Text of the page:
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BWW Review: LEGENDS OF LOCKDOWN LIVE!, Vaudeville Theatre

To the Vaudeville Theatre for a night of, well, vaudeville

BWW Review: LEGENDS OF LOCKDOWN LIVE!, Vaudeville Theatre

BWW Review: LEGENDS OF LOCKDOWN LIVE!, Vaudeville Theatre These days, vaudeville has migrated to television in the form of shows like Britain's Got Talent, but it's also found a home on TikTok and Instagram in the form of viral clips. So it was only right and proper that the content creators (I know, urgh) - okay, the Lockdown Legends (that's better!) - appeared, in full fleshy forms, at, appropriately, the West End's Vaudeville Theatre. What fun we had!

Inevitably, there was a bit of polish needed at times - the clips that introduced the acts didn't sound or look too clear from ten rows back - but this was not a production to be judged on such criteria. It was a show that celebrated what we did when we had nowhere to go, the fact that we got through it and, most of all, that we're back. Social distancing may still have been in force but the fourth wall was very permeable, supportive hands going both ways as theatre clambers off the floor, having been invited to use its own bootstraps for leverage. (How much did the bankers get in 2008?)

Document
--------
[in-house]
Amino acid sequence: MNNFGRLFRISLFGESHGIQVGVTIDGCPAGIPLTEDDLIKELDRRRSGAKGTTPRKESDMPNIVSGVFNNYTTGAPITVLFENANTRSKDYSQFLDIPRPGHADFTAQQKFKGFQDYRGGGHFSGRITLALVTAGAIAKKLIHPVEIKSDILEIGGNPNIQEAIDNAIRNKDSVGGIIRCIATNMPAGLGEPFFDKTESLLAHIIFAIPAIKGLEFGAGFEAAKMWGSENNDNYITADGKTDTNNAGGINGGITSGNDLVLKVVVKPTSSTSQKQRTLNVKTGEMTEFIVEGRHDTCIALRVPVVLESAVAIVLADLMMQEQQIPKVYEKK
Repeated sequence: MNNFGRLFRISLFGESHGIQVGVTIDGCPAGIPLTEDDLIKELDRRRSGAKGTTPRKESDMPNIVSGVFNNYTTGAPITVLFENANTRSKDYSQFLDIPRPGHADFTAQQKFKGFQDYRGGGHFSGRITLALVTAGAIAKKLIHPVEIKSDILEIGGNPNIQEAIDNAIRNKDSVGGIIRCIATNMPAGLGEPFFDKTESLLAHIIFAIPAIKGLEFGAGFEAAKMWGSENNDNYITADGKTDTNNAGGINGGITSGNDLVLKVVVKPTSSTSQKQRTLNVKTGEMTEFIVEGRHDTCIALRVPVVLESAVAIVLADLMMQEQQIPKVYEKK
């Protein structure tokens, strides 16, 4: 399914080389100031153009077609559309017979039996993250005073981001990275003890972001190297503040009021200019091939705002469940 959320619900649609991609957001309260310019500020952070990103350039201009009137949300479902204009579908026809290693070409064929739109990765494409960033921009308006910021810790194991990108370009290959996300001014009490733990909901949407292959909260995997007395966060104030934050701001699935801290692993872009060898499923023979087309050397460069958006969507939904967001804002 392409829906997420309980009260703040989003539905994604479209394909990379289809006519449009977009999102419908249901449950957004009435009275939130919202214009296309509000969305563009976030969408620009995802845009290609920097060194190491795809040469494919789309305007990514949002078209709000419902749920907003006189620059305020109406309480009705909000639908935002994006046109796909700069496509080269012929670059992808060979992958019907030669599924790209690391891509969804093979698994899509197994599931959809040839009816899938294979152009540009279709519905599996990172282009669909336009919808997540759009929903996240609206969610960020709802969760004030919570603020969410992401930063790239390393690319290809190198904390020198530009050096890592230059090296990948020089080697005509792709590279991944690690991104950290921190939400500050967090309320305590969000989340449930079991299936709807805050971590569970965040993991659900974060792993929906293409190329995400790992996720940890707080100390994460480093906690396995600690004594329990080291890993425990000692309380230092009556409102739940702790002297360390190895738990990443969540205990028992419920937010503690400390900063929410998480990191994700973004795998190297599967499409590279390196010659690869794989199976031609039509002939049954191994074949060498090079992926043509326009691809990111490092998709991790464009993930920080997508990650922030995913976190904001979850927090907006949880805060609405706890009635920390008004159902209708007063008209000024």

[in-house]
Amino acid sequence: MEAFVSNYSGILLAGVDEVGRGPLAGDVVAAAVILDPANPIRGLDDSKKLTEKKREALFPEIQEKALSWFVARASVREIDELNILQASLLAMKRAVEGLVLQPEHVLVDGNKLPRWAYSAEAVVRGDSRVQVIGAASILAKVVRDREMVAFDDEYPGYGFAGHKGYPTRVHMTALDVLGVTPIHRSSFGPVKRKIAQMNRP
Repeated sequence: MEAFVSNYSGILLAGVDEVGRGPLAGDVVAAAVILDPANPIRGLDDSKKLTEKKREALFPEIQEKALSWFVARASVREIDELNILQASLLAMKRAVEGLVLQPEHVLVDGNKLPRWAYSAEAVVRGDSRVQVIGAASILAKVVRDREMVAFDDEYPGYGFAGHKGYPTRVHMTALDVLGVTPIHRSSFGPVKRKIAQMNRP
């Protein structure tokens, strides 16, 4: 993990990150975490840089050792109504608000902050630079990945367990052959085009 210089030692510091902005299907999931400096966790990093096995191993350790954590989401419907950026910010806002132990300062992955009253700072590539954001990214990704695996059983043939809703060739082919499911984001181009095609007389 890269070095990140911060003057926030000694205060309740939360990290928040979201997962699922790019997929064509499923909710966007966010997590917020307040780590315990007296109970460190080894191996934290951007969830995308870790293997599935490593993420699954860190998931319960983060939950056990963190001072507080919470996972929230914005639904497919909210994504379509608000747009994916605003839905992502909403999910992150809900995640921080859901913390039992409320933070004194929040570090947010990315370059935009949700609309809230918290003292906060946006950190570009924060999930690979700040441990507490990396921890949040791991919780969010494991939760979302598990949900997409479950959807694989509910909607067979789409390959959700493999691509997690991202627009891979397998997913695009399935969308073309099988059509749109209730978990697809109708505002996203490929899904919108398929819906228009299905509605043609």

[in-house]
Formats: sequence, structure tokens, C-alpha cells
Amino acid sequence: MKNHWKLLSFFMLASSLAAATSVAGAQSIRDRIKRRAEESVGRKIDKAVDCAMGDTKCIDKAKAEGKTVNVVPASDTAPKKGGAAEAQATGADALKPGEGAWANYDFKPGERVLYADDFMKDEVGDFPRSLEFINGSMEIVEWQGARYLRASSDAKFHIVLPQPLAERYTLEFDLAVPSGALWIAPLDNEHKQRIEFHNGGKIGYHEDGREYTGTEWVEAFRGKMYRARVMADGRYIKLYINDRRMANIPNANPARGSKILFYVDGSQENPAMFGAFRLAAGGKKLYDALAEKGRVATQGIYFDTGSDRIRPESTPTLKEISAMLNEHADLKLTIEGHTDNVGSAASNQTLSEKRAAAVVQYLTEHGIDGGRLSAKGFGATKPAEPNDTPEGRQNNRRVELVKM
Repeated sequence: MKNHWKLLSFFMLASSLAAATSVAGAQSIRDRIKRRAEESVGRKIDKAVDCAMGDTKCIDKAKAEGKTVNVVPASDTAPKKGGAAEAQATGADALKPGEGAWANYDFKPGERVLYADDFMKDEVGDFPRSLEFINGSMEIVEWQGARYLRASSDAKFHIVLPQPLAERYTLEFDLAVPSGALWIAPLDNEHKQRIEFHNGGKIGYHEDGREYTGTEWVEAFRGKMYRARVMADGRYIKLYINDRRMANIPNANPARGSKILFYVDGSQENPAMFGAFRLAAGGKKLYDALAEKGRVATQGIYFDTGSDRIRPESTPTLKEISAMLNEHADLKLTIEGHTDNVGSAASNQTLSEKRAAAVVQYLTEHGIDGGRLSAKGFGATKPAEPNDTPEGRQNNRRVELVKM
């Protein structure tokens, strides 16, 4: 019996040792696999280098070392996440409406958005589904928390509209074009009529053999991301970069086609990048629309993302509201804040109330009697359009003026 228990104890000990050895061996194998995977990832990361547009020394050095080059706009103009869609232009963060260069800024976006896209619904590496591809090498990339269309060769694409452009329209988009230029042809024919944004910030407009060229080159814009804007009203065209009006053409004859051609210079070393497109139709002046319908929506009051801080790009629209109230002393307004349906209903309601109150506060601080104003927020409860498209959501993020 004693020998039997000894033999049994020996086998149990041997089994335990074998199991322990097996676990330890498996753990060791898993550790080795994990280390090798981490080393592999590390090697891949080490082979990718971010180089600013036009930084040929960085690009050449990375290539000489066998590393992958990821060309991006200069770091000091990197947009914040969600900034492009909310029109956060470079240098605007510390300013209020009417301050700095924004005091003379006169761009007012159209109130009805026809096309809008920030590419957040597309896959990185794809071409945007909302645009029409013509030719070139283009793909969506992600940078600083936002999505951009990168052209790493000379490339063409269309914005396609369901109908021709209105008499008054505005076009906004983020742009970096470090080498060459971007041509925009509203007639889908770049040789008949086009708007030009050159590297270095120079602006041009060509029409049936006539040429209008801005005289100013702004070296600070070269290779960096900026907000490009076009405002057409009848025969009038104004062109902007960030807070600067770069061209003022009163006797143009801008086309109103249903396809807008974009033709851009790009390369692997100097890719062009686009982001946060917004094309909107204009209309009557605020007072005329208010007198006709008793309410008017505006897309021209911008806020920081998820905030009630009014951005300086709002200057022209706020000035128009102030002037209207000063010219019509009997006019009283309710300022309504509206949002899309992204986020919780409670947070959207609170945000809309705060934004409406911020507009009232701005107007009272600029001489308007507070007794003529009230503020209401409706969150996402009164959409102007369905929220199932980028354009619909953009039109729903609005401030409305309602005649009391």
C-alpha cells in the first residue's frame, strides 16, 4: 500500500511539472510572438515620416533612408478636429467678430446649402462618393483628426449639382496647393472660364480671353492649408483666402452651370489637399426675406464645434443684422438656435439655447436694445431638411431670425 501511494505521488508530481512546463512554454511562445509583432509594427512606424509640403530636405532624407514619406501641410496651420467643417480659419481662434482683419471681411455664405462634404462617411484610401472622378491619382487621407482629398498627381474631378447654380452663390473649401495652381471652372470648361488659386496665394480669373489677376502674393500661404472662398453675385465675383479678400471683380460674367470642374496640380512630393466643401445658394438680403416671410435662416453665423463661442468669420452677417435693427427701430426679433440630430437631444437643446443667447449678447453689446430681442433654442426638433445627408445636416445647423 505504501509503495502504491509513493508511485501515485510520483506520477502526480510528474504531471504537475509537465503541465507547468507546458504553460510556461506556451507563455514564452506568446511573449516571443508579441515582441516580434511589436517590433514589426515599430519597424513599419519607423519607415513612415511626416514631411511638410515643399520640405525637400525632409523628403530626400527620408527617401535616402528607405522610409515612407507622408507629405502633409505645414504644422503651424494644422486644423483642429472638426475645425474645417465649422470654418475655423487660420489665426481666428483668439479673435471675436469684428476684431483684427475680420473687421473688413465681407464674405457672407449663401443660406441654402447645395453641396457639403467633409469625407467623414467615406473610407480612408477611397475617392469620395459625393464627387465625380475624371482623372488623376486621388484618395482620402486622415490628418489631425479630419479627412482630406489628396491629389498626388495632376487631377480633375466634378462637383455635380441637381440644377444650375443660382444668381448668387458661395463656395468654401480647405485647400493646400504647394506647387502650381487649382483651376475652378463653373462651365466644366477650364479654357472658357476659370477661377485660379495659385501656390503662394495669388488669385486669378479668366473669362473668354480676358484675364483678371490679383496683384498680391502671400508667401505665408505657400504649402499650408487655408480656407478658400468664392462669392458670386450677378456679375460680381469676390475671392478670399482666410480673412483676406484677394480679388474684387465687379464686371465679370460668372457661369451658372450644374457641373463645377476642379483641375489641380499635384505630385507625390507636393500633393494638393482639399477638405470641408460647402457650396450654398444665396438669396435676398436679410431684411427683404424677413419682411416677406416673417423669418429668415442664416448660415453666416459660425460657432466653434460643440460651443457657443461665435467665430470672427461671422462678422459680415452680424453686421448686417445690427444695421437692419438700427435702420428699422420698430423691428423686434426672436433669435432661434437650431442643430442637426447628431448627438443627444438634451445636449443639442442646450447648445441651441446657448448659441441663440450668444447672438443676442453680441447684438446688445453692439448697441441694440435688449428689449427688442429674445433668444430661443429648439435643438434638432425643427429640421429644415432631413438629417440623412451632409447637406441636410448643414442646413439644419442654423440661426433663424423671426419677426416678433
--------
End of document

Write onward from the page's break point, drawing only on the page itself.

If politics was never far away, the malign figure of the Prime Minister did not interfere with the entertainment on offer. We got some traditional stand-up from Seán Burke, who has an office chair that might interest you, and some fine comedy character work from Naomi Cooper as a 21st century Margo from The Good Life and Rosie Holt waving her Brexity flag and skewering those who still need skewering, even today.

Some of the best moments came via stories from people who just decided to do something and found that it went viral (although never underestimate the hard work undertaken before that "luck" kicks in). Lizzie Gee and her son, eight year-old Rufus Bateman, charmed us as much on stage as they did on screen with their tap routines, Joe Carter told us to Just Do It and then Just Post it to 1.7m followers and Mufseen Miah and Spencer Cooper explained how they brokered a long distance friendship into a podcast that brought isolated LGBT+ people together to tell uplifting stories.

All steered by our hosts, Kerry Boyne and Liza Minnelli Sooz Kempner (her impersonation as pin-sharp on stage as on Twitch), the bill was rounded off by the pastiche songs of Rob Madge (pattering Sondheim with satirical spears) and Oscar Conlon-Morrey, whose mix of boozy video and Bigginsy stage presence rounded off the evening wonderfully well. I was only disappointed not to see him on the Tube home, leading the singing.

Perhaps the value of the night was best exemplified by a little story told by Austyn Farrell. When he took his lip-synching, Tina Turner tribute stuff into his Enfield street, one neighbour ensured that the traffic found another route and another asked him to give a little knock just before he started, as she had been sheltering and seeing him strut his stuff from her kitchen window made her day.

Good work Sir, good work.


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